College football award watch season is here, which means it’s time for PFF to reveal preseason picks for the most prestigious honors in the game.
Today, we dive into the Paul Hornung Award, given to the most versatile player in college football.
Editor's note: This is a PFF preseason award watch list that is in no way affiliated with the Paul Hornung Award.
“I think we're gonna give him [Stingley] a couple of snaps [at wide receiver] in fall camp, let him see what he can do and see if we can manage it.” — LSU head coach Ed Orgeron to Off The Bench in June
“That just depends on what Coach O wants, and if he needs someone to do that, then we'll talk about it.” — Stingley on the possibility of playing both wide receiver and corner in 2021 at SEC Media Day last Monday
Stingley could very well line up at other positions in addition to his primary cornerback role during his junior year. Orgeron has alluded to the former Jim Thorpe Award winner playing wide receiver as well as returning punts for LSU in 2021. If that were to come to fruition, this would be Stingley's award to lose. He’s the kind of rare athlete who can perform all three duties at a high level.
His 2019 campaign at cornerback was truly special. It was the most valuable true freshman season by a non-quarterback in the PFF College era, dating back to 2014, and he achieved it by leading all FBS cornerbacks in coverage grade for the year.
Stingley’s 2020 tenure wasn’t quite the same, but he still performed admirably. He saw two fewer targets per game on average last season, as it quickly became apparent that opposing quarterbacks weren’t looking to test him. Stingley saw 30 targets over his seven outings, allowing just seven first downs while forcing five incompletions. Three of those five incompletions came against Missouri despite him playing most of the game with an ankle injury. He hasn’t run a route in a college game yet, but he has handled 26 punts in his career, averaging 10.2 yards per return.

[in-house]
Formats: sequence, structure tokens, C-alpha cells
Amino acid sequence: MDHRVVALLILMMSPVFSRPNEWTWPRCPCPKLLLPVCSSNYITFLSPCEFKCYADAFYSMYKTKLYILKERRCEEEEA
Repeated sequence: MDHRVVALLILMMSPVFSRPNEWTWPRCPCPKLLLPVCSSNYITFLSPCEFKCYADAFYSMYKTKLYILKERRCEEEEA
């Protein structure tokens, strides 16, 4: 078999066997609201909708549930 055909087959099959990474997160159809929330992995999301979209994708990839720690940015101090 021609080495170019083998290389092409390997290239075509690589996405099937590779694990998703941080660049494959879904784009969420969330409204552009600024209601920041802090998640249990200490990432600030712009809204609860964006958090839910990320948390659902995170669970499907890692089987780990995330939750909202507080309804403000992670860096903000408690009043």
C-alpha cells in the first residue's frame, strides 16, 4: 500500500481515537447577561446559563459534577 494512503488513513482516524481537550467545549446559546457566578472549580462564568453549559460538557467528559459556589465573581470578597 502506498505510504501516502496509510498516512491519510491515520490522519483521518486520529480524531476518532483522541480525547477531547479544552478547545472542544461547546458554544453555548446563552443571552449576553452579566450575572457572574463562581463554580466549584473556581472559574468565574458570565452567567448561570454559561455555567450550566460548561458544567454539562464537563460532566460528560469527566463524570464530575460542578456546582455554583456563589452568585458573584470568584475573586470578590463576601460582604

Even if he only plays cornerback, Stingley is the clear favorite to be the No. 1 defensive player in college football this season. If he plays both sides of the ball, he’s going to make the Heisman race that more intriguing.
Smith flashed a lot of promise at wide receiver and in the return game during his 2019 true freshman campaign, but Texas A&M head coach Jimbo Fisher knew he could be even more versatile.
Fisher wanted to give Smith some looks at running back in the team's bowl game, and Smith impressed in that new role. In 2020, he spent significant time at each position and was a dangerous player regardless. On 49 carries, he broke 16 tackles and racked up 10 explosive runs of 10-plus yards. As a receiver, he averaged 7.0 yards after the catch and broke 12 tackles on 43 receptions en route to a 73.1 receiving grade.
Smith didn’t quite make as many plays as a punt returner in 2020 after posting a top-10 punt return grade in the Power Five in 2019. However, it’s very likely the shifty weapon can get back to that level again, which would further strengthen his case for the Hornung Award.
It’ll be interesting to see how Kentucky utilizes the Nebraska transfer after adopting a new offensive scheme. Regardless, he’s going to provide a spark to the Wildcats' offense. He is a proven weapon as a ball-carrier and an even better receiver.